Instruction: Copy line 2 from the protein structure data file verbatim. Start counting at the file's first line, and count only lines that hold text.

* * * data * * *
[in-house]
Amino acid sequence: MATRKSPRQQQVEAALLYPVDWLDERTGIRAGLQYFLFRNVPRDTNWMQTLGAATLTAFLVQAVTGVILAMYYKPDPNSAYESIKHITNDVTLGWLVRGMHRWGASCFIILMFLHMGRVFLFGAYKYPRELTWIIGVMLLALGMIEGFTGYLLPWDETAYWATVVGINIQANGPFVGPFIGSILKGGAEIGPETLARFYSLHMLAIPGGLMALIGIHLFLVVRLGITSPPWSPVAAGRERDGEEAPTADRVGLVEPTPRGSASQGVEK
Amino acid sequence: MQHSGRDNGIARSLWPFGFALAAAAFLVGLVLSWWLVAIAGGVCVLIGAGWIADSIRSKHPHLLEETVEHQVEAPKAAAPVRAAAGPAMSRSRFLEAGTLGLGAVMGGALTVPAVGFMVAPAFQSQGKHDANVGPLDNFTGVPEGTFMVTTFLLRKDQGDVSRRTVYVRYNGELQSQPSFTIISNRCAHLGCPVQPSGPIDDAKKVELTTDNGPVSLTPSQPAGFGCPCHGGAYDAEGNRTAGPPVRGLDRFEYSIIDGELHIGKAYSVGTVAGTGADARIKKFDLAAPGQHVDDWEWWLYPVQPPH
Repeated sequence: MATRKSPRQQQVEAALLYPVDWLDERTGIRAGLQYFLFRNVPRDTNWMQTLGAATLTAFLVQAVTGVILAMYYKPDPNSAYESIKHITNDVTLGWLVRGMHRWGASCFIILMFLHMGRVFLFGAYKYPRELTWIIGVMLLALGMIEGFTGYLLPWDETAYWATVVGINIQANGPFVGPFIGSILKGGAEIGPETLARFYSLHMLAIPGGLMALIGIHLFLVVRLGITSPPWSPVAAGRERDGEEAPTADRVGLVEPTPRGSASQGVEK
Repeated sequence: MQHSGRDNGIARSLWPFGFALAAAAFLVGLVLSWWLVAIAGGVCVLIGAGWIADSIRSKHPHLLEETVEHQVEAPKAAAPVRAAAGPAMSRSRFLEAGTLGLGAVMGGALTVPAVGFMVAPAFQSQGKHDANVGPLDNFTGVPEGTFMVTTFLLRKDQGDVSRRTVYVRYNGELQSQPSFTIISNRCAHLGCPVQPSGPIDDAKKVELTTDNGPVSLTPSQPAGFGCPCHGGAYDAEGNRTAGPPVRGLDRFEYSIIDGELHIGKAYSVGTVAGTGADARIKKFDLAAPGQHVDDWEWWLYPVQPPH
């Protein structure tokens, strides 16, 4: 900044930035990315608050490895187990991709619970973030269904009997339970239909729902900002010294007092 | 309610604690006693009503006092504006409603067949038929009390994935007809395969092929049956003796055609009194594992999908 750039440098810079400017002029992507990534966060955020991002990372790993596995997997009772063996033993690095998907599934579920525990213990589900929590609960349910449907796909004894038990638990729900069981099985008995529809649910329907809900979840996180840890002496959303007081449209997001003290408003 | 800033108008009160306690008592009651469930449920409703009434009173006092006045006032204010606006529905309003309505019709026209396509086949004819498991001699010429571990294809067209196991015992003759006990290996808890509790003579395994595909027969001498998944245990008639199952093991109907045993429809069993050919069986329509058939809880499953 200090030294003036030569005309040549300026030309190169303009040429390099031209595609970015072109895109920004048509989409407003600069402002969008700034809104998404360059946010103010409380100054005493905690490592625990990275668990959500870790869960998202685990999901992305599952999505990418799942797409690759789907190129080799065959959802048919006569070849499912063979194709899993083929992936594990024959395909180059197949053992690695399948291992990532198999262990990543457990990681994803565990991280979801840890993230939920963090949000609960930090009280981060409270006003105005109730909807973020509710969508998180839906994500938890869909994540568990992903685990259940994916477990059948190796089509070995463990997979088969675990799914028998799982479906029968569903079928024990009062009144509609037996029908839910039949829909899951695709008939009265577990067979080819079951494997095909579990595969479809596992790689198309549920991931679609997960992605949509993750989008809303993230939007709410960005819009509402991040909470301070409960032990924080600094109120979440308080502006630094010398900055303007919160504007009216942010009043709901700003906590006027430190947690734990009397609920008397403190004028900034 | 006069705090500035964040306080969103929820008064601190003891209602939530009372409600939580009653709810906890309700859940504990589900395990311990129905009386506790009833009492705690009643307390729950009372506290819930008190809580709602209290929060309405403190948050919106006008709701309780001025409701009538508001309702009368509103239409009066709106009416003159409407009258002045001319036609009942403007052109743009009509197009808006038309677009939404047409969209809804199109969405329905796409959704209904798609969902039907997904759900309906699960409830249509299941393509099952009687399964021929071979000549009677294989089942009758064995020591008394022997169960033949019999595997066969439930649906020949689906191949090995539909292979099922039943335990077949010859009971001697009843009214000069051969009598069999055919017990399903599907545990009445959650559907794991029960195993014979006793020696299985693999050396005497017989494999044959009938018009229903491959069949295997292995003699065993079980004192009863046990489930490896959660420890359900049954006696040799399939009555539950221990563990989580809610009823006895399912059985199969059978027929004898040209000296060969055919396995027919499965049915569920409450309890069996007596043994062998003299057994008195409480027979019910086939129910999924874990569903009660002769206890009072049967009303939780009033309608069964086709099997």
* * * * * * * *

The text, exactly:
Amino acid sequence: MATRKSPRQQQVEAALLYPVDWLDERTGIRAGLQYFLFRNVPRDTNWMQTLGAATLTAFLVQAVTGVILAMYYKPDPNSAYESIKHITNDVTLGWLVRGMHRWGASCFIILMFLHMGRVFLFGAYKYPRELTWIIGVMLLALGMIEGFTGYLLPWDETAYWATVVGINIQANGPFVGPFIGSILKGGAEIGPETLARFYSLHMLAIPGGLMALIGIHLFLVVRLGITSPPWSPVAAGRERDGEEAPTADRVGLVEPTPRGSASQGVEK